On April 24, 2020, President Trump signed into law a $484 billion bill that will add more than $320 billion for the Paycheck Protection Program (PPP), created by the Coronavirus Aid, Relief and Economic Security Act, or the CARES Act.
The CARES Act, originally signed into law in late March 2020, ran out of money quickly because of high demand. The original $2.3 trillion rescue package was designed to provide economic relief to workers, businesses, government agencies, hospitals and American families who may face financial hardship resulting from the coronavirus pandemic. The $484 billion bill passed April 24 replenishes the PPP with $320 billion and also has about $75 billion for hospitals, $25 billion for coronavirus testing and $60 billion for the Small Business Administration’s Economic Injury Disaster Loan program.
There are a number of provisions within the CARES Act that you should be familiar with not only as an agent so you can advise your clients, but also as a small-business owner. There are provisions within the CARES Act, most notably the Paycheck Protection Program, designed to help small businesses survive this difficult time.
The PPP provides billions in forgivable loans to help small businesses retain their workforce during the coronavirus crisis. Loans are primarily to help pay payroll costs (including benefits), but can also be used to pay interest on mortgages, rent, and utilities. On June 5, 2020, President Donald Trump signed the Paycheck Protection Program Flexibility Act of 2020, which extends the loan forgiveness period beyond the initial eight-week covered period to 24 weeks. The Paycheck Protection Program Flexibility Act also reduces the share of funding that must be directed toward payroll costs to 60% and pushes back a June 30 deadline to rehire laid-off workers to Dec. 31.
Small businesses that have been in operation since Feb. 15, 2020, and have fewer than 500 employees are eligible. This includes sole proprietorships, independent contractors, and self-employed persons.
Funds are available on a first-come, first-served basis. Small-businesses and sole proprietorships could apply as of April 3, 2020. Independent contractors and self-employed individuals can apply April 10, 2020.
You can apply through any existing SBA 7(a) lender or through any federally insured bank, credit union and farm credit system that is participating. Other regulated lenders may be able to make these loans once they are approved and enrolled in the program. A list of approved lenders can be found at www.SBA.gov.
Under the CARES Act, loans were to be fully forgiven if they were used for payroll costs, interest on mortgages, rent and utilities if 75% of the forgiven amount is used for payroll. But the Paycheck Protection Program Flexibility Act signed into law June 5 reduces the share of funding that must be directed toward payroll costs to 60% -- thus, allowing 40% of the loan to be directed toward nonpayroll costs.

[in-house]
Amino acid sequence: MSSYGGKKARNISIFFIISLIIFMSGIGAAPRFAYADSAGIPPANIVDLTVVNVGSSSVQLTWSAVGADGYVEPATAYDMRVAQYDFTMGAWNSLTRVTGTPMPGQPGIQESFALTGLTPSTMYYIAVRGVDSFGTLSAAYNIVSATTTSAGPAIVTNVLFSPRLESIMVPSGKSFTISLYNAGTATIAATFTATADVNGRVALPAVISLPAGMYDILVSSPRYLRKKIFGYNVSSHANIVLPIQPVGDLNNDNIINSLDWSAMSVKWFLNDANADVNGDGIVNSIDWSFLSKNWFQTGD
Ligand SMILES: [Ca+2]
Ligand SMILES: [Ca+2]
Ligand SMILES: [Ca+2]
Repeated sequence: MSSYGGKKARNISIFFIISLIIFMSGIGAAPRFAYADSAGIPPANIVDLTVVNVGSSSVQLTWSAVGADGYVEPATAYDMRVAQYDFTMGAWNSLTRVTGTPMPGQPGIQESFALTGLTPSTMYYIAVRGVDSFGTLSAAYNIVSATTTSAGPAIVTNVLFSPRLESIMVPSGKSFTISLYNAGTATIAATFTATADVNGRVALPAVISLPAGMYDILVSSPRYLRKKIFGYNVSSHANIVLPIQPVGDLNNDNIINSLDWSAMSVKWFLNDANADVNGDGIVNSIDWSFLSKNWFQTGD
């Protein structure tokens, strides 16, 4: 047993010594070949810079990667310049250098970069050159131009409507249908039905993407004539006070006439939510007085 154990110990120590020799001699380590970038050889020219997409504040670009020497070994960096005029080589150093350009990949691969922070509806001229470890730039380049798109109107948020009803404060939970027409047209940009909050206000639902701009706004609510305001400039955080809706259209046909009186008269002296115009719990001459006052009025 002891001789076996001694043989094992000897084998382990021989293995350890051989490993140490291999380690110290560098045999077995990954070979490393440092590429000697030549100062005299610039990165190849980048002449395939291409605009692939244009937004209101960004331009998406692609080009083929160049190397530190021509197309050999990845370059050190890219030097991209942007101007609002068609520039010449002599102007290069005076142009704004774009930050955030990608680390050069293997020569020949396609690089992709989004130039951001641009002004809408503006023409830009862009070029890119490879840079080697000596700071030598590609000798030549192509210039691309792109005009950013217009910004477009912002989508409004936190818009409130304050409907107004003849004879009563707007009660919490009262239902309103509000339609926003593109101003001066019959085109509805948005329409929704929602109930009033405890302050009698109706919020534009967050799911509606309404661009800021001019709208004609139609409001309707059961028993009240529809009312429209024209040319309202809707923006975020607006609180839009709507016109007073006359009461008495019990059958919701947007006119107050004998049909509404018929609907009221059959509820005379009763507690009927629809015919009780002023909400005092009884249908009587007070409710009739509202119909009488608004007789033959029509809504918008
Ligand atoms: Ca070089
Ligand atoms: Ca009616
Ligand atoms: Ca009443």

The lender will verify the number of employees, pay rates and will require payment records. You will be required to certify that the loan was used in accordance with the guidelines. So it is recommended that you open a separate account to manage these funds. Any loan amounts that are not forgiven will be treated as a regular loan.
There are a number of provisions within the CARES Act that you and your clients should be aware of because of their impact on taxes, qualified plans, mortgage payments and student loans. Here is a quick summary of some of the more notable ones.
Any individual with a valid Social Security number and within certain income thresholds (see chart below) will receive a one-time payment of $1,200 ($2,400 if married). In addition, eligible families with children will receive payments of $500 per child. Social Security recipients who are not typically required to file a tax return do not need to take action and will receive their payment directly to their bank account.
|Rebate Amount||Single||Married Couple|
|Entire Amount||Less than $75,000||Less than $150,000|
|Reduced Amount||$75,000 – $99,000||$150,000 – $198,000|
|Rebate Amount||Above $99,000||Above $198,000|
This material is for informational purposes only and should not be regarded as tax advice. Clients should consult with an attorney or tax advisor for information regarding a particular situation. Retirement plan participants should refer to their plan document or contact their plan administrator.